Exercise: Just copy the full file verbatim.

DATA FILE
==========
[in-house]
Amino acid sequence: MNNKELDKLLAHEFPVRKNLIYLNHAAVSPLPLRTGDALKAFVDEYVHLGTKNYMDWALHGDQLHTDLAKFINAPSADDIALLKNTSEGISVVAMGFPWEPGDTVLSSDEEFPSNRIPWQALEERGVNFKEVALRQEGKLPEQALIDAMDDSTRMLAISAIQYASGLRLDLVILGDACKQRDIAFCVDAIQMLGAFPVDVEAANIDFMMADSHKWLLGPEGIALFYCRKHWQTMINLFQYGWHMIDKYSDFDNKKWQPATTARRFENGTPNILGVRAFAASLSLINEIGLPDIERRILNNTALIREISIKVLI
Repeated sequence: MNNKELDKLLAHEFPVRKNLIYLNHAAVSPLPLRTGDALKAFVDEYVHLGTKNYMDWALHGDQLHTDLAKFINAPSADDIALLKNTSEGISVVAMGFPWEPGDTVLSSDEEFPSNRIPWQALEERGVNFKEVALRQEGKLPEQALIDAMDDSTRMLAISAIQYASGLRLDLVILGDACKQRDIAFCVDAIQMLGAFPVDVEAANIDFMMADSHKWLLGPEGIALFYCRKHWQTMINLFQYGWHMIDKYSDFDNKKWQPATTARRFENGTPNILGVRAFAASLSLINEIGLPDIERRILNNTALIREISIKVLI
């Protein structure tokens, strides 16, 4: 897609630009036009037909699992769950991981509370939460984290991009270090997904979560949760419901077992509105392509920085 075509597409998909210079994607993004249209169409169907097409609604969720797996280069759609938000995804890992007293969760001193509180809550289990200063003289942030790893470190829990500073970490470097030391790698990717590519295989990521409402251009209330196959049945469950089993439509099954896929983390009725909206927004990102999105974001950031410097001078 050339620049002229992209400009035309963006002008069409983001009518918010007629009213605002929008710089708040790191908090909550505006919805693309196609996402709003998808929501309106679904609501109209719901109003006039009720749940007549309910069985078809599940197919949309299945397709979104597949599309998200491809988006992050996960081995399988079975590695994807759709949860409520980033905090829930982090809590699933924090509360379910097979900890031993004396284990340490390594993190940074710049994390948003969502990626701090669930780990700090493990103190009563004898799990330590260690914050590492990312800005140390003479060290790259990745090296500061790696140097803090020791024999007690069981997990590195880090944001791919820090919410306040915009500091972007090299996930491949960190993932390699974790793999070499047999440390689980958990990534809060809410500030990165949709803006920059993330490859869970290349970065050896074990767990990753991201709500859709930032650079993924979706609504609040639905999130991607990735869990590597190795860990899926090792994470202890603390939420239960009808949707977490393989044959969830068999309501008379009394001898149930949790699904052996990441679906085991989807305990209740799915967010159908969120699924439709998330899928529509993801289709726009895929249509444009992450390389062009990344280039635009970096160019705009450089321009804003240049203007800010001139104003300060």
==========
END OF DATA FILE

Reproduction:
[in-house]
Amino acid sequence: MNNKELDKLLAHEFPVRKNLIYLNHAAVSPLPLRTGDALKAFVDEYVHLGTKNYMDWALHGDQLHTDLAKFINAPSADDIALLKNTSEGISVVAMGFPWEPGDTVLSSDEEFPSNRIPWQALEERGVNFKEVALRQEGKLPEQALIDAMDDSTRMLAISAIQYASGLRLDLVILGDACKQRDIAFCVDAIQMLGAFPVDVEAANIDFMMADSHKWLLGPEGIALFYCRKHWQTMINLFQYGWHMIDKYSDFDNKKWQPATTARRFENGTPNILGVRAFAASLSLINEIGLPDIERRILNNTALIREISIKVLI
Repeated sequence: MNNKELDKLLAHEFPVRKNLIYLNHAAVSPLPLRTGDALKAFVDEYVHLGTKNYMDWALHGDQLHTDLAKFINAPSADDIALLKNTSEGISVVAMGFPWEPGDTVLSSDEEFPSNRIPWQALEERGVNFKEVALRQEGKLPEQALIDAMDDSTRMLAISAIQYASGLRLDLVILGDACKQRDIAFCVDAIQMLGAFPVDVEAANIDFMMADSHKWLLGPEGIALFYCRKHWQTMINLFQYGWHMIDKYSDFDNKKWQPATTARRFENGTPNILGVRAFAASLSLINEIGLPDIERRILNNTALIREISIKVLI
């Protein structure tokens, strides 16, 4: 897609630009036009037909699992769950991981509370939460984290991009270090997904979560949760419901077992509105392509920085 075509597409998909210079994607993004249209169409169907097409609604969720797996280069759609938000995804890992007293969760001193509180809550289990200063003289942030790893470190829990500073970490470097030391790698990717590519295989990521409402251009209330196959049945469950089993439509099954896929983390009725909206927004990102999105974001950031410097001078 050339620049002229992209400009035309963006002008069409983001009518918010007629009213605002929008710089708040790191908090909550505006919805693309196609996402709003998808929501309106679904609501109209719901109003006039009720749940007549309910069985078809599940197919949309299945397709979104597949599309998200491809988006992050996960081995399988079975590695994807759709949860409520980033905090829930982090809590699933924090509360379910097979900890031993004396284990340490390594993190940074710049994390948003969502990626701090669930780990700090493990103190009563004898799990330590260690914050590492990312800005140390003479060290790259990745090296500061790696140097803090020791024999007690069981997990590195880090944001791919820090919410306040915009500091972007090299996930491949960190993932390699974790793999070499047999440390689980958990990534809060809410500030990165949709803006920059993330490859869970290349970065050896074990767990990753991201709500859709930032650079993924979706609504609040639905999130991607990735869990590597190795860990899926090792994470202890603390939420239960009808949707977490393989044959969830068999309501008379009394001898149930949790699904052996990441679906085991989807305990209740799915967010159908969120699924439709998330899928529509993801289709726009895929249509444009992450390389062009990344280039635009970096160019705009450089321009804003240049203007800010001139104003300060």